For Immediate Release
September 28, 2020
The union representing employees at Veterans Affairs Canada is welcoming a report from the Parliamentary Budget Office on disability benefit processing by the department as support for their long-standing position that short-term measures will not fix the problems facing Veterans and the families when it comes to getting the services they need.
“What this report shows is that yet another ‘band-aid’ approach will not only not clear up the backlog, it may even make it worse,” said Virginia Vaillancourt, National President of the Union of Veterans’ Affairs Employees (UVAE). “It is another temporary solution to the permanent problems and concerns facing Canada’s Veterans and those who serve them.”
The union noted that the department still had hundreds of temporary employees that were hired under so-called surge funding and that it wasn’t clear what would happen to that group of employees as another cadre of temporary employees were brought on stream. “Veterans are not ‘temporary’,” said Vaillancourt. “Temporary resourcing is not the answer. Permanent resourcing is the only way to get out of this desperate cycle.”
What the PBO Reports shows is that the current plan will only fix about half of the problem with the backlog in disability benefit processing and that according to the union is just one of the backlogs and delays within the department. UVAE claims that there are backlogs and delays in almost every section of the department. Trying to fix just one will acerbate bottlenecks in intake, processing and resolving Veteran’s issues and concerns.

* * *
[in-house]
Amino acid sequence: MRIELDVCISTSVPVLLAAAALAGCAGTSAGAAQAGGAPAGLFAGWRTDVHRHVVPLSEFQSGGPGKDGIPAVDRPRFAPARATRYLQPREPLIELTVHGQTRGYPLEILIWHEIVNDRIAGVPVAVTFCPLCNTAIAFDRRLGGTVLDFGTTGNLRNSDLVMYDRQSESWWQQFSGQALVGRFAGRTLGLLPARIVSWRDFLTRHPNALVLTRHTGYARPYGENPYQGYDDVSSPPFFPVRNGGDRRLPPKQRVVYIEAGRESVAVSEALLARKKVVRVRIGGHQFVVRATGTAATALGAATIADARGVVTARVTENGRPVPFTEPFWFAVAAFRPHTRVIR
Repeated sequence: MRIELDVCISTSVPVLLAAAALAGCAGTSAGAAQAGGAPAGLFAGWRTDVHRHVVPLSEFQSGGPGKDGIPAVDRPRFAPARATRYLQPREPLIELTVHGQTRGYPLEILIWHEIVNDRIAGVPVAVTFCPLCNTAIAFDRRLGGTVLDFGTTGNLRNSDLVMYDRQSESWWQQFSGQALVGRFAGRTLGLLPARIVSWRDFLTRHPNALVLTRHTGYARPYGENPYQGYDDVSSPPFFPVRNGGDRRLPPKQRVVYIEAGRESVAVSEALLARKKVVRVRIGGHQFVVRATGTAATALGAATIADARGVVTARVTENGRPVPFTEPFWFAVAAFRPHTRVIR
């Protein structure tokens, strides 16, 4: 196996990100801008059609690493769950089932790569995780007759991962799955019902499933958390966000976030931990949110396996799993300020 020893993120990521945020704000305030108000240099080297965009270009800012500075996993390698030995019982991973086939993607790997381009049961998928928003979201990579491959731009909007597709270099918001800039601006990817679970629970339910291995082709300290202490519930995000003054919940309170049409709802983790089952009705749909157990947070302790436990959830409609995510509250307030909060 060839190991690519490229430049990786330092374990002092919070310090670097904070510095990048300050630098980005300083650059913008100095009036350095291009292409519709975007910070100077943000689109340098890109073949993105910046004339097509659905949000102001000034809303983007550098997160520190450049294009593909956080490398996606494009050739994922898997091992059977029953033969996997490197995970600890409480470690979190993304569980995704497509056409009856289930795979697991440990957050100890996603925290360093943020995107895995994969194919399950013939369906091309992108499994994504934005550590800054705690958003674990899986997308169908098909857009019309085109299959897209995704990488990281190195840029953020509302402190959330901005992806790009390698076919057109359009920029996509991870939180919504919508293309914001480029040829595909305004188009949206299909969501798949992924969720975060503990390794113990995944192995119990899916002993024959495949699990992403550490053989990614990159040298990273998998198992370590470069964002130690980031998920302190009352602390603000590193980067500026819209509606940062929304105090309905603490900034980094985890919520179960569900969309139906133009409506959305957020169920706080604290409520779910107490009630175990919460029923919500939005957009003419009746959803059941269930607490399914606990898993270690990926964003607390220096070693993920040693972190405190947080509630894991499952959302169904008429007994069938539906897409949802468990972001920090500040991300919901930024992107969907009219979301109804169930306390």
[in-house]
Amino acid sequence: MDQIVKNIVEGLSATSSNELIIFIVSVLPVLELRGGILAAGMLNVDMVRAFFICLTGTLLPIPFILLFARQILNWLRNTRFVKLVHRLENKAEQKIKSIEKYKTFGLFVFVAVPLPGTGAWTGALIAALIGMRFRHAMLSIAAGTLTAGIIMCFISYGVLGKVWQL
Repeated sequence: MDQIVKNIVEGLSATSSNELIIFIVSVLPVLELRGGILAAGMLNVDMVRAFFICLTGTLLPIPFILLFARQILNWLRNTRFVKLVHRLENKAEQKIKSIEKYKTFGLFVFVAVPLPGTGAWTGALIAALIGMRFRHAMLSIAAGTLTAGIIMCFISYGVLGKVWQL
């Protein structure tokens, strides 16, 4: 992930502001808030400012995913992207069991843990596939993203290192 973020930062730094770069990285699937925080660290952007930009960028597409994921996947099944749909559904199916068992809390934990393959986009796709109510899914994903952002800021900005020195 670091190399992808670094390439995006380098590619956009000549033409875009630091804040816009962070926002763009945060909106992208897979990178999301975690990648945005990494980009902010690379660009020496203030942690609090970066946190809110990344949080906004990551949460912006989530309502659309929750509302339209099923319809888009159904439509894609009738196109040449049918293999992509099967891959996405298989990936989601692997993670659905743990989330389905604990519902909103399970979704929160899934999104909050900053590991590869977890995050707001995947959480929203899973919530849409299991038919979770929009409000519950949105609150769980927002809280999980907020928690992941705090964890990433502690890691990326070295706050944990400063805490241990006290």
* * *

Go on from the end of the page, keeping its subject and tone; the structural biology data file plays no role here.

Even after this particular backlog is eliminated, which the PBO notes will take double the resources allocated, many if not all of the Veterans will move on to other programs and services through VAC, and will need support there as well. The union called for VAC to be fully resourced with full-time personnel to meet these needs. “We have Case Managers dealing with 40-50 cases each right now and that will only get worse as more applications are approved. They need help right now to assist Veterans and their families,” said Vaillancourt.
“It’s time for a permanent solution, a holistic solution that will serve the needs of Veterans and their families,” said Vaillancourt. “The current plan is one small step in the right direction, but we have miles to go to create a system that treats Veterans and their families better. Our union and our members have some suggestions that can help create that solution. Our Veterans deserve better.”
Union of Veterans’ Affairs Employees